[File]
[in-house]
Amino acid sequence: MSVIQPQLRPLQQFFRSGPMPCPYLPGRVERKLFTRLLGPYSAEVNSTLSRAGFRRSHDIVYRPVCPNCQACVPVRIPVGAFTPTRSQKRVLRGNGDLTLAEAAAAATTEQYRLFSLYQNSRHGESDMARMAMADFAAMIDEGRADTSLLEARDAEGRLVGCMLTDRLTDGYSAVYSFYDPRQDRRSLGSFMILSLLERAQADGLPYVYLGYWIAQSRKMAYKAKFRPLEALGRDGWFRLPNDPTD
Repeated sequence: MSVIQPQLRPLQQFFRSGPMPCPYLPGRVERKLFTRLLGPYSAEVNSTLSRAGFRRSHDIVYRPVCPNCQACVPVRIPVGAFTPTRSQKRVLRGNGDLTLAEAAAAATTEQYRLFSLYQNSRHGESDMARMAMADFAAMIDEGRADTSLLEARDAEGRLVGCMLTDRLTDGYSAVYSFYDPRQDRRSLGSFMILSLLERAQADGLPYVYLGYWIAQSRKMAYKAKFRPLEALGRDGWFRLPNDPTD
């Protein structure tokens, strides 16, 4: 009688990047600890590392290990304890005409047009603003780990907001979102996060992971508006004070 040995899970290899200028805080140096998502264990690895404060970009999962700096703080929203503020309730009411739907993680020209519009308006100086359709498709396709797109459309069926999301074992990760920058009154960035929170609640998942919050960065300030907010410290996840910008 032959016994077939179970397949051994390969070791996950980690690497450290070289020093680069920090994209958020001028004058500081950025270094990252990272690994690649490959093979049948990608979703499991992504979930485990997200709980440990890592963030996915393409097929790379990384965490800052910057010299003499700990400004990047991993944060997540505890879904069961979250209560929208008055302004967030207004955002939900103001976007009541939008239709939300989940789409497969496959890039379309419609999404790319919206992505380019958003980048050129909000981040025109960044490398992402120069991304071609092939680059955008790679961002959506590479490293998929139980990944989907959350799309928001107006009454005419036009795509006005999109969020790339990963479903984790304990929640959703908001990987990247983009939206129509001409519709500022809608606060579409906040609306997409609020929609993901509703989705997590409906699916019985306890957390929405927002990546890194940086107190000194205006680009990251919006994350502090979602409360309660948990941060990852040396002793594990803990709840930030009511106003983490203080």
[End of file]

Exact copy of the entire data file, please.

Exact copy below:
[in-house]
Amino acid sequence: MSVIQPQLRPLQQFFRSGPMPCPYLPGRVERKLFTRLLGPYSAEVNSTLSRAGFRRSHDIVYRPVCPNCQACVPVRIPVGAFTPTRSQKRVLRGNGDLTLAEAAAAATTEQYRLFSLYQNSRHGESDMARMAMADFAAMIDEGRADTSLLEARDAEGRLVGCMLTDRLTDGYSAVYSFYDPRQDRRSLGSFMILSLLERAQADGLPYVYLGYWIAQSRKMAYKAKFRPLEALGRDGWFRLPNDPTD
Repeated sequence: MSVIQPQLRPLQQFFRSGPMPCPYLPGRVERKLFTRLLGPYSAEVNSTLSRAGFRRSHDIVYRPVCPNCQACVPVRIPVGAFTPTRSQKRVLRGNGDLTLAEAAAAATTEQYRLFSLYQNSRHGESDMARMAMADFAAMIDEGRADTSLLEARDAEGRLVGCMLTDRLTDGYSAVYSFYDPRQDRRSLGSFMILSLLERAQADGLPYVYLGYWIAQSRKMAYKAKFRPLEALGRDGWFRLPNDPTD
């Protein structure tokens, strides 16, 4: 009688990047600890590392290990304890005409047009603003780990907001979102996060992971508006004070 040995899970290899200028805080140096998502264990690895404060970009999962700096703080929203503020309730009411739907993680020209519009308006100086359709498709396709797109459309069926999301074992990760920058009154960035929170609640998942919050960065300030907010410290996840910008 032959016994077939179970397949051994390969070791996950980690690497450290070289020093680069920090994209958020001028004058500081950025270094990252990272690994690649490959093979049948990608979703499991992504979930485990997200709980440990890592963030996915393409097929790379990384965490800052910057010299003499700990400004990047991993944060997540505890879904069961979250209560929208008055302004967030207004955002939900103001976007009541939008239709939300989940789409497969496959890039379309419609999404790319919206992505380019958003980048050129909000981040025109960044490398992402120069991304071609092939680059955008790679961002959506590479490293998929139980990944989907959350799309928001107006009454005419036009795509006005999109969020790339990963479903984790304990929640959703908001990987990247983009939206129509001409519709500022809608606060579409906040609306997409609020929609993901509703989705997590409906699916019985306890957390929405927002990546890194940086107190000194205006680009990251919006994350502090979602409360309660948990941060990852040396002793594990803990709840930030009511106003983490203080």